Taiken Japan

Otoshidama for the New Year

Photo: John Nakamura Remy on Flickr

Otoshidama for the New Year

Sanny Soedjatmiko Hartanto

Otoshidama is a Japanese traditional custom where adults give money to the children in their family. It originated from a shrine ritual in which kagami-mochi (round rice cakes) are offered to the god of the New Year (Toushi-kamisama). After the ritual was over, the cakes were given to the people worshipping at the shrine. Over the centuries, otoshidama became the name for gifts offered during theNew Year period, though they were originally called onenshi or onenga (New Year’s greeting).

The Custom


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Photo : Laura Tomàs Avellana on Flickr
Otoshidama is usually given by grand-parents, parents, as well as uncle and aunts. The amount given depends on the child’s age and it’s put in a small envelope before being given to the child. The amount varies from 500 up to 10,000 yen with older children receiving more. Many children will buy the toys they wanted with their otoshidama, but some parents will take half of the total to keep in the children savings. There are many kinds of envelopes to put otoshidama in, from simple ones to those with popular characters or cute patterns.

The Amount


There is a wide age range in which one will receive otoshidama and it depends on the household, but usually, people will receive it from either babyhood or toddlerhood to around 20 years old, which is the legal adult age in Japan. In large families, the otoshidama expenses are large for the adults, but for children it is an annual time to look forward to. Every year Japanese children dream about what they will buy with this year's otoshidama.

When?


Otoshidama are received on the first up to third January every year but it can be sent afterwards if parents and children didn't meet each other. Otoshidama is similar to a Chinese New Year custom, to shugi-bukuro, and to Handsel Monday. The difference is that shugi-bukuro is for married couples and usually the money given is worth from 30,000 up to 50,000 yen. The difference with the Chinese New Year's money-giving tradition is that it always falls on a different date every year according to the Chinese calendar. Handsel Monday is a tradition from Europe and the money gift is always done on third Mondays.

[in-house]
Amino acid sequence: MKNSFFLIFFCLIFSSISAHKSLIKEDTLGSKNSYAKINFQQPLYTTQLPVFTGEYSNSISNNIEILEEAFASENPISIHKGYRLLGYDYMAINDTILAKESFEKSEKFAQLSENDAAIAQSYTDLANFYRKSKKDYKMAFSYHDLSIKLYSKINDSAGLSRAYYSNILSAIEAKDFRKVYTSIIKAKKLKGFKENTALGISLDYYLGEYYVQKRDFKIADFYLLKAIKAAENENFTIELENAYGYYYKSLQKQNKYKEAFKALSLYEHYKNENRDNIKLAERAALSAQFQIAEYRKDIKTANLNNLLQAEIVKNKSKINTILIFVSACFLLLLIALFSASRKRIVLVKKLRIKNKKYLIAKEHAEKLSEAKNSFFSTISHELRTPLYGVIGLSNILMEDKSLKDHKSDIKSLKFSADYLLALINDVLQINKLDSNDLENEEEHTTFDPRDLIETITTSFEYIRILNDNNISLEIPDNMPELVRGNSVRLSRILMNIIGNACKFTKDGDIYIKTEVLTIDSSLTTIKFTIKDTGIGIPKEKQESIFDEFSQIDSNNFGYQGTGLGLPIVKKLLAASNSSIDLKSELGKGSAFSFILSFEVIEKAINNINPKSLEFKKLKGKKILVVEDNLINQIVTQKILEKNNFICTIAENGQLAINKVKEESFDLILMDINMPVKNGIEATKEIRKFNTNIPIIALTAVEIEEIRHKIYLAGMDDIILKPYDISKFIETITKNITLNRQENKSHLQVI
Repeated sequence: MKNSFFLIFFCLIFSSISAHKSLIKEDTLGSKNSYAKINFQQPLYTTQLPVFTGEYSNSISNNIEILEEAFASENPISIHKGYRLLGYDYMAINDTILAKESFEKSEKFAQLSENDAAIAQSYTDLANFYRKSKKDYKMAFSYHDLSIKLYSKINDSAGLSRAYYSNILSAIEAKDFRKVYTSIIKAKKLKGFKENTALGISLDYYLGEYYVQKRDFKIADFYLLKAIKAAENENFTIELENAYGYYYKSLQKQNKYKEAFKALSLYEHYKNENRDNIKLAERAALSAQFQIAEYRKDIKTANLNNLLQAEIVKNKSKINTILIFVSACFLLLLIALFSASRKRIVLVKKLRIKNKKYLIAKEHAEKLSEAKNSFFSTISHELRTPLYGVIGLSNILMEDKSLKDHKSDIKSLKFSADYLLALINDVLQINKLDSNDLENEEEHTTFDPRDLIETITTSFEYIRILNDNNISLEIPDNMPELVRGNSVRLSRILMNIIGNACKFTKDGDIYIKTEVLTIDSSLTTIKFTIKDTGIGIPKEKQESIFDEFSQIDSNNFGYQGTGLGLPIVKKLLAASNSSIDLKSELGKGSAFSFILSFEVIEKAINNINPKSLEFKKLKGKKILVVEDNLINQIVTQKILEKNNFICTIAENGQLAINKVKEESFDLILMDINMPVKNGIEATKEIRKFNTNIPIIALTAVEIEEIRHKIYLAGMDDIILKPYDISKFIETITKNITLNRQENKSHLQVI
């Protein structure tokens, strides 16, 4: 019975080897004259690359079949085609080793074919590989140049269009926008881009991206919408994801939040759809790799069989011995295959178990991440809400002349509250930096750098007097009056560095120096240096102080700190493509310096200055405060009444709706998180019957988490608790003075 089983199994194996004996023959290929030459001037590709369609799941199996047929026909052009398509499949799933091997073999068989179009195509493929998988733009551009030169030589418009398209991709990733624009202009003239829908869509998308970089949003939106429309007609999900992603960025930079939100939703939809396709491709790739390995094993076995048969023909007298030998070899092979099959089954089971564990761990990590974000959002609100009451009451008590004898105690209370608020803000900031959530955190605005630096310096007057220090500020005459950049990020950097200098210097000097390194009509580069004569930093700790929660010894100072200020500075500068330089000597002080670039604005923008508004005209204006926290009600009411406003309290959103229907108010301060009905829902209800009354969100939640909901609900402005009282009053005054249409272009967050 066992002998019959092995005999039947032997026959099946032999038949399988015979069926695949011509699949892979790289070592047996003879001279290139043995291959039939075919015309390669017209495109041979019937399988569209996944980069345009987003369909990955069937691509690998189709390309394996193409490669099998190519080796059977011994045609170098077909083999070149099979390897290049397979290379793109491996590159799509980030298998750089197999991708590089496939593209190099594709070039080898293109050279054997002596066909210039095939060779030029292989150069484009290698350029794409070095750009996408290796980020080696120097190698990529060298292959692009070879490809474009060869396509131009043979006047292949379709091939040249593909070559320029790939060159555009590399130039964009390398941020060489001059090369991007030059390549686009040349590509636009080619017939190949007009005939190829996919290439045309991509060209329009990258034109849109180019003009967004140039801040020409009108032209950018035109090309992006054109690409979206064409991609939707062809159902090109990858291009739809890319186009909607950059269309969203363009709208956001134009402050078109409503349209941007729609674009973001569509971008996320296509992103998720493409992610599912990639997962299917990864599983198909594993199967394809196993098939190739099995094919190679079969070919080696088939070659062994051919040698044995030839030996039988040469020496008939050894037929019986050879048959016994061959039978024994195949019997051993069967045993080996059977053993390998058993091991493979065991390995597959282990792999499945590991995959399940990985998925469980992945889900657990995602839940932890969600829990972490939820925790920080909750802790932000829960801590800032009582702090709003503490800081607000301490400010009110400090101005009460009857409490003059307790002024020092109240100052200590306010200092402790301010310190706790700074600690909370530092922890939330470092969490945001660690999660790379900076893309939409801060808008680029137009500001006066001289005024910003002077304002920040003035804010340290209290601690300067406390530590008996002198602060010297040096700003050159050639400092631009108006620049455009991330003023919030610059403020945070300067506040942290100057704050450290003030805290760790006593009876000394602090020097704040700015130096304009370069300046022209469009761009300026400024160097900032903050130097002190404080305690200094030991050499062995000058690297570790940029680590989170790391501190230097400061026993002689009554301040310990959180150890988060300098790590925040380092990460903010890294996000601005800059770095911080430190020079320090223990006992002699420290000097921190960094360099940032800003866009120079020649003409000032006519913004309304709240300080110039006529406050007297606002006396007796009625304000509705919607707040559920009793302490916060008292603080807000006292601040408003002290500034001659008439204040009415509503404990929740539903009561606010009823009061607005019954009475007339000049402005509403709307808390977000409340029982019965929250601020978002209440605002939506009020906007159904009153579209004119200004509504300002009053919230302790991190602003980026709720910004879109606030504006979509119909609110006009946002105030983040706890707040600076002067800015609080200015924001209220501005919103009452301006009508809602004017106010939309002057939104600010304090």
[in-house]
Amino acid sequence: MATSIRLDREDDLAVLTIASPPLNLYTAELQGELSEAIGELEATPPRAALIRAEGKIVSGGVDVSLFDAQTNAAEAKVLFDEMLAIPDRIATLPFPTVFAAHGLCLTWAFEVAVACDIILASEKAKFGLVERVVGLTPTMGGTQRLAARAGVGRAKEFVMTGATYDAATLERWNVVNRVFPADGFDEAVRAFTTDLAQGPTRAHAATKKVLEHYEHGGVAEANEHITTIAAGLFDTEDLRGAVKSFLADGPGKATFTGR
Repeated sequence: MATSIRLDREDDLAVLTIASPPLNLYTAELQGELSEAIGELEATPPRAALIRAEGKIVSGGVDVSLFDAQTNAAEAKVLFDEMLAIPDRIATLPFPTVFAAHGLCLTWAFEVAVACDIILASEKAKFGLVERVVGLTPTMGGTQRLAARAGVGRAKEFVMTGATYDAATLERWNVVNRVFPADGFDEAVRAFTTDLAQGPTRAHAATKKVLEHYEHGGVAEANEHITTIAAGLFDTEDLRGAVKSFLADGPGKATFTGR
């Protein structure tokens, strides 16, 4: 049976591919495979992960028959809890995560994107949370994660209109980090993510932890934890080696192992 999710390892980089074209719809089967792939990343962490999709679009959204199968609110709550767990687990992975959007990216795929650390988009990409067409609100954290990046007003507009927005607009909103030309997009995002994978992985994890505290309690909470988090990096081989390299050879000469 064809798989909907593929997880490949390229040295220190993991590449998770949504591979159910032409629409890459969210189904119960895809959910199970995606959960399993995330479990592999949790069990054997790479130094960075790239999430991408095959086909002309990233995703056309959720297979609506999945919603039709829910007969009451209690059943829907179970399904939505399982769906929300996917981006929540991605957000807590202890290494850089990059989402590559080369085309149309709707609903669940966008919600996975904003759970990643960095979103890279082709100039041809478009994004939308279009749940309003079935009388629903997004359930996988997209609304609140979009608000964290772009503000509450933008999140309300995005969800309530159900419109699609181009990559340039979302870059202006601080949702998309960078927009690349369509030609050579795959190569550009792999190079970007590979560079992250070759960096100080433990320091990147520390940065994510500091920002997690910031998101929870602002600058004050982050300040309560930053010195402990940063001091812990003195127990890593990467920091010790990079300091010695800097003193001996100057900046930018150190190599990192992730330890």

At Last


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Photo : tecking on Flickr

The meaning of giving otoshidama to children is to give some appreciation to them, and give them some new hopes for the New Year. Not only that, but their parents also want to teach about savings! Although they get some money, they must keep some of it, not use all of it at once. If they use it all at once, they will not be able to buy other things later if they want something in that year. No wonder that some of the children want to use it all at once, and at that time, their parents only give them some advice, and let them to choose their own way. Well, learn from experience! So, there are many lessons behind this simple custom in Japan. How about your country? Does your country have these kinds of customs too? Let us know in the comments section!